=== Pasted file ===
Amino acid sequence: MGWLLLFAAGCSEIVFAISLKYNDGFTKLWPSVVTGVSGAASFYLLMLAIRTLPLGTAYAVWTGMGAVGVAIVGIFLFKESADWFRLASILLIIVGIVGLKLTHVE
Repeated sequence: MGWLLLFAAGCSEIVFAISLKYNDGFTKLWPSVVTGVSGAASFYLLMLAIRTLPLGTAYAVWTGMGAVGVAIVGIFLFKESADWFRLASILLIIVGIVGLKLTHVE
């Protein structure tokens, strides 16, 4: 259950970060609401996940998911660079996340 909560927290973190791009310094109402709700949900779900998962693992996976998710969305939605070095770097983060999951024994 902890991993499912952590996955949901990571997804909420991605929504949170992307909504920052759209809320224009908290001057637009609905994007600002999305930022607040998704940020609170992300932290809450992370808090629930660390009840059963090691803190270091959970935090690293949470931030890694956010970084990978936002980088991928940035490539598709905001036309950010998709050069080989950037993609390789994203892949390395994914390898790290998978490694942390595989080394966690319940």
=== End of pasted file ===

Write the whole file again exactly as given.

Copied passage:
Amino acid sequence: MGWLLLFAAGCSEIVFAISLKYNDGFTKLWPSVVTGVSGAASFYLLMLAIRTLPLGTAYAVWTGMGAVGVAIVGIFLFKESADWFRLASILLIIVGIVGLKLTHVE
Repeated sequence: MGWLLLFAAGCSEIVFAISLKYNDGFTKLWPSVVTGVSGAASFYLLMLAIRTLPLGTAYAVWTGMGAVGVAIVGIFLFKESADWFRLASILLIIVGIVGLKLTHVE
């Protein structure tokens, strides 16, 4: 259950970060609401996940998911660079996340 909560927290973190791009310094109402709700949900779900998962693992996976998710969305939605070095770097983060999951024994 902890991993499912952590996955949901990571997804909420991605929504949170992307909504920052759209809320224009908290001057637009609905994007600002999305930022607040998704940020609170992300932290809450992370808090629930660390009840059963090691803190270091959970935090690293949470931030890694956010970084990978936002980088991928940035490539598709905001036309950010998709050069080989950037993609390789994203892949390395994914390898790290998978490694942390595989080394966690319940």